Net N Mineralization Potentials by different Collection Techniques:Factor d.f. S.S. M.S. F-test P-value------ ---- ---- ---- ------ -------Collection 1 0.316 0.316 0.531 0.47TechniqueExtraction/ 4 330 87.5 147 0.001Incubation timeColl. X time 4 0.719 0.18 0.302 0.87error 35 70.8 0.596 Net N. Mineralization Potentials for Soil Collected by Different Techniques (sum ammonium and nitrate; mg N / kg soil).Incubation Bridge Collections Fertilizer Plots CollectionsTime (days) Mean S.E. Mean S.E.----------- ------------------ ---------------------------- 0 1.96 0.43 2.02 0.24 14 5.55 0.804 5.28 0.45 28 7.33 0.77 7.6 0.17 35 8.29 0.74 8.62 0.63 43 9.59 1.34 10.04 1.12Soil Collection MethodsAll soil samples were taken with a 4.2 mm diameter soil corer to a depth of 20 cm and placed into an ice chest and transported on ice to the University of New Mexico, where they were sieved (2 mm), obvious live roots removed, and stored at 5 degrees C.Soil Analysis MethodsSoil Moisture and Organic MatterFor each collection, soil moisture content of each fresh sample was determined by mass loss upon heating at 105 degrees C for 24 hours. Organic matter was determined by loss-upon-ignition from oven-dried samples placed in a muffle furnace and brought to 500 degrees C for 2 hours. Soil Texture and Total N and P.At select times, texture (percent of sand, silt, and clay) was determined by the hydrometer method (Day, 1965). Total nitrogen and phosphorus were determined by Kjeldahl digestion with copper sulfate as catalyst (Schuman et al. 1973) followed by analysis of ammonium by an automated phenolate method (Technicon AutoAnalyzer Industrial Method #19-69W) and orthophosphate by an ascorbic acid method (Technicon AutoAnalyzer Industrial Method #94-70W).Water-holding capacityWater-holding capacity (WHC) was determine by saturating about a 50 g portion of the sieved soil contained in a funnel with DI water, allowing to saturate for 30 min., and then to drain by gravity for 30 min. The drained soil was transferred to pre-weighed soil tins and dried in an oven at 105 degrees C for 24 hours. The water lost upon drying was the water-holding capacity of the soil sample.Field available N and N mineralization/nitrification potentialsAfter determining water-holding capacity (WHC), a portion of each sample was adjusted to 500f determined WHC and subsamples were apportioned into plastic cups. Each cup contained approximately 30 g dry-weight mineral soil. One subsample of each sample was immediately extracted with 100 ml 2 N KCl (with 5 ppm phenyl mercuric acetate as a preservative) for NH4+-N and NO3--N analyses. The remainder of the cups were covered with plastic wrap, sealed with a rubber band, and incubated in the dark at 20 degrees C. The plastic wrap minimized water loss during incubation, yet exchange of CO2 and O2 was sufficient to keep the subsamples aerobic during incubation. Moisture content was monitored by mass loss and replenished as needed. At approximately weekly intervals, one subsample of each sample was removed, 100 ml KCl was added and shaken with the plastic wrap coveringthe top, and allowed to settle for 18-24 h. The clarified KCl was filtered through a Kimwipe and analyzed for NH4+-N and NO3--N+NO2--N on a Technicon AutoAnalyzer (Technicon, Terrytown, NY) as described in White (1986). This procedure gave up to three different measurements for inorganic ammonium and nitrate: The initial extractions (time 0, wetted but not incubated) indicated field available concentrations (their sum gave total field available N); The amount of ammonium and nitrate extracted after 35-day incubation; and The maximum sum of ammonium and nitrate in any extraction up to the 35-day incubation (some samples peaked prior to day 35).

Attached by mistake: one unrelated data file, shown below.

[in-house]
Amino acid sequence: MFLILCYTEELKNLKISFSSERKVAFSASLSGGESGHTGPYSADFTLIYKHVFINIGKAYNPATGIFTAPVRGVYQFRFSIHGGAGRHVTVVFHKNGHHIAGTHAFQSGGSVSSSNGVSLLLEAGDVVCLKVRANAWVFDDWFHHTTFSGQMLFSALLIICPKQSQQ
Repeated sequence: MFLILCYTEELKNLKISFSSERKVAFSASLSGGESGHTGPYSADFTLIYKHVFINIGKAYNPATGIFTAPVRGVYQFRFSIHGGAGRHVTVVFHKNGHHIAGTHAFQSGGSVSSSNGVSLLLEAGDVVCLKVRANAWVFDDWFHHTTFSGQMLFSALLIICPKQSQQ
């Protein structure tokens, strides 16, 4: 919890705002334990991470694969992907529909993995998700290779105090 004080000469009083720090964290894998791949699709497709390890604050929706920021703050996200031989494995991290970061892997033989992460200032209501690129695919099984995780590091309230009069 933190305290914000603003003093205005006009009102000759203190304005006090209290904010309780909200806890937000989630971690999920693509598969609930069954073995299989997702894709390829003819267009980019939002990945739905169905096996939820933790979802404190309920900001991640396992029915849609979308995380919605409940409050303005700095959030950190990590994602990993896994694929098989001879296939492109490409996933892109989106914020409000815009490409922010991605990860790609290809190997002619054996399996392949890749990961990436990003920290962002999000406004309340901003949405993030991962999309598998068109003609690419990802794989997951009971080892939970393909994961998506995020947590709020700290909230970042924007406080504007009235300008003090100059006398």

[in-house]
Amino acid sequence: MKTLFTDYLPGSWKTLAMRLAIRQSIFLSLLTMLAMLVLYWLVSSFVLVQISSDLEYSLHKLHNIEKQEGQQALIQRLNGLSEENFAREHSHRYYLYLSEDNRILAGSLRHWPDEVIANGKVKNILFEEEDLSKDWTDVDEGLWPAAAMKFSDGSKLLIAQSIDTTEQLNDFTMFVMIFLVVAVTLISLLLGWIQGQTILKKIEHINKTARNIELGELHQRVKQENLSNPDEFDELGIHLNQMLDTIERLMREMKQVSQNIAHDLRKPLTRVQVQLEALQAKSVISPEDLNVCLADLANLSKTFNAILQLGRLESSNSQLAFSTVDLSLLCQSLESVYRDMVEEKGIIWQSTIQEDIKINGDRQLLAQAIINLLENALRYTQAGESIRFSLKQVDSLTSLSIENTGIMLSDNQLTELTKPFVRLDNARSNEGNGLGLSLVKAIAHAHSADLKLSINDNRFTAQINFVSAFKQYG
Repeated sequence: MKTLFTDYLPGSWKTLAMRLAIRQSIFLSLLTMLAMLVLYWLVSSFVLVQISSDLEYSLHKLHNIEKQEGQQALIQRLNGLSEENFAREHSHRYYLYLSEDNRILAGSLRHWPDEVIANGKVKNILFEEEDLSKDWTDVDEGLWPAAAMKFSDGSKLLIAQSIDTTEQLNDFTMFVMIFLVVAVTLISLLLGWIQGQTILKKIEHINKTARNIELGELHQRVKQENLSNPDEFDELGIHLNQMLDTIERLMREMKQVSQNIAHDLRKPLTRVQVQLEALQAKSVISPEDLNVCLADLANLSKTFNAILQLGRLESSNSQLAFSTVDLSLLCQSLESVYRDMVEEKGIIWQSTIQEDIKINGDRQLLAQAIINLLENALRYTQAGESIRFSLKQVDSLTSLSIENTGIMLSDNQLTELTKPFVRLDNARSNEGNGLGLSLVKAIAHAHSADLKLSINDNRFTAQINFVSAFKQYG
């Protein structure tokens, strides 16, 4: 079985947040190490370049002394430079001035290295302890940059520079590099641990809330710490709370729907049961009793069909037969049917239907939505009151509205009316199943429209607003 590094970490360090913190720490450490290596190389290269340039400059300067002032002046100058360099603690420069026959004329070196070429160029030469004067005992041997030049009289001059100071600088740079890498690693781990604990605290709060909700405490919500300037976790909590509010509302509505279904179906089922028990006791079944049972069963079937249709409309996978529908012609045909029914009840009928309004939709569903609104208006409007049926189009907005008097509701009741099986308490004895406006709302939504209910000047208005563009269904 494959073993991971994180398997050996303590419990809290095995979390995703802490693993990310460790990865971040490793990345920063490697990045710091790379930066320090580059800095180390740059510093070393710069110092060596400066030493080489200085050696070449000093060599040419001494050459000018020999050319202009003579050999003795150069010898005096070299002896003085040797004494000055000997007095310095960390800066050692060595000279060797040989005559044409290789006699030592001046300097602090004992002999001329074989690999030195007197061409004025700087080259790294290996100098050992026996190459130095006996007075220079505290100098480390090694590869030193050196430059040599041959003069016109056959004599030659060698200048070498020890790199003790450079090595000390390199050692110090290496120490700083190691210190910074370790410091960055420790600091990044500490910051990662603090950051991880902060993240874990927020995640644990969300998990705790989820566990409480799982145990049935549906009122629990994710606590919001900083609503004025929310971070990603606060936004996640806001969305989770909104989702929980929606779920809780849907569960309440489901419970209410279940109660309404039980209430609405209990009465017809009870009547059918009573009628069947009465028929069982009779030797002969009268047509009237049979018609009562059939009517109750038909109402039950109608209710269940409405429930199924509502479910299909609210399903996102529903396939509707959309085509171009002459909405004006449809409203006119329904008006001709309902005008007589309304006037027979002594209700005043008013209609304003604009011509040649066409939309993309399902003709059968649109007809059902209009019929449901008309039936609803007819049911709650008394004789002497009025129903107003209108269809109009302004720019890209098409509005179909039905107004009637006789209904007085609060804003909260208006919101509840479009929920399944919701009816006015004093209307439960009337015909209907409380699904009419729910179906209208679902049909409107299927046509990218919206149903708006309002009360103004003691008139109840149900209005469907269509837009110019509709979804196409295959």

File assembled 1/19/2001 JAC. File updated with data through 2005, 10/25/2005 Carl White.